Stephen & Mary Ann Russ
|First name||Stephen & Mary Ann|
|Country of Origin||England/Ireland|
|Date of Birth||1861/1858|
|Year of Arrival in Australia||1880/1881|
|Submitted by||Ross Wallace|
Stephen (Steve) Russ was born in the village of East Lambrook, Somerset, England, on 25 April 1861, the fifth of eight sons born to Samuel Russ and Elizabeth Masters. On 17 June 1880, Stephen left Plymouth, England, on the steamship “Carnatic” at the age of 18, and arrived in Mackay, Queensland, at the end of September. He was granted a “free” passage which meant he had to pay one pound and then reside permanently in Queensland.
He became a ploughman on Palms Estate. Several years later, he took up land at Walkerston where he remained for many years growing sugar cane. He later moved to Uruba in the Pioneer Valley where he had a cane farm and lived for about 25 years. He named his property “Somerset Farm” after his birthplace. He was a shareholder at Marian Mill for many years.
He was about 157 cms. tall and heavily built. He had a strong Somerset accent, a habit of saying “Be Japers” and used strong language when it was needed. He was not a great conversationalist but was on good terms and respected by his neighbouring farmers.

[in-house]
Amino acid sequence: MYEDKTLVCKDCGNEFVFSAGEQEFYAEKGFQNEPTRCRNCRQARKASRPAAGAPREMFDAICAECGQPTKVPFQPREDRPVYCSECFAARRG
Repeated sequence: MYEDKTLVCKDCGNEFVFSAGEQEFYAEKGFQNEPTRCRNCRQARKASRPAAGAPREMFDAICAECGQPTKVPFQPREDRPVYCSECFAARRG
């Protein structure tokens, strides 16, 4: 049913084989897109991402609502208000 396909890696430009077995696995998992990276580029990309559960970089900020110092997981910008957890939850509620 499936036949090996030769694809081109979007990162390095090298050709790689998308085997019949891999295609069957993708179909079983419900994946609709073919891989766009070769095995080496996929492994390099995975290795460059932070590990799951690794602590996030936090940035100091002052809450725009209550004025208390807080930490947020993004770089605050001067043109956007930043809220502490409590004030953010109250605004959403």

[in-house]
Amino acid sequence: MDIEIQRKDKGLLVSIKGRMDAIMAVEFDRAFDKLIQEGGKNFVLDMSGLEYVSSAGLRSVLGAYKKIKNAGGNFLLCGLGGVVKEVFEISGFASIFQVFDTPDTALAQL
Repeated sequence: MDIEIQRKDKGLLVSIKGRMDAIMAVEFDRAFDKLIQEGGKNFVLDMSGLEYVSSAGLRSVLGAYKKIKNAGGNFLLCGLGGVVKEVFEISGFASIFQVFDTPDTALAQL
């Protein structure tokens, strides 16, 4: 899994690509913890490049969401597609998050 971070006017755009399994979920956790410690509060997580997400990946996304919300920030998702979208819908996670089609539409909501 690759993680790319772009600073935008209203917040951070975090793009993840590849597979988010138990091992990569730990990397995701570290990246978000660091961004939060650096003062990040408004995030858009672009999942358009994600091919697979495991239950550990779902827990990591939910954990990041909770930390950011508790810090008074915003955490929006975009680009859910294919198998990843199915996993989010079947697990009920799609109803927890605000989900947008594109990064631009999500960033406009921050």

Mary Ann Governor was born in approximately 1858 in Moneydig, Co Londonderry, Ireland, the daughter of Joseph Governor, a farmer, and Margaret Jane Kennedy. She was one of at least eight children. There is a discrepancy about her age as no birth record has been found, and on both the immigration list (1881) and her marriage certificate (1885) her age is given as 26. On 20 August 1881, she sailed on board the ship RMS “Almora” from Plymouth which arrived in Mackay on 27 October. She travelled with her brother Stewart.
Mary worked as a domestic servant. On 5 March 1885, she and Stephen Russ were married in the Primitive Methodist Church in Mackay. They had four children: Ellen (Nellie) (born 1885), Elizabeth Emily Masters (Lily) (born 1887), Stewart Frederick (born 1889) and Marguerita (Reta) (born 1891). All the children were born at Walkerston. They attended Walkerston State School and later Te Kowai School.
Mary was small and slim – a “genteel” and fastidious person – the opposite of her husband. She was a Presbyterian of the old school, fairly well educated, and she loved her garden.
At Uruba, the farm house was of two storeys. The top floor had a verandah along the front and one side, four bedrooms and a formal lounge, seldom used. Downstairs was the kitchen, dining room and living room; it also had verandahs front and back and one side. There were open front stairs and undercover stairs at the back: a traditional Queenslander. The laundry and bathroom were semi-detached at the rear.
Stephen Russ died at the farm from a heart attack on 9 June 1931 at the age of 70. His wife Mary died on 22 March 1934 from cancer. They are both buried in Walkerston Cemetery.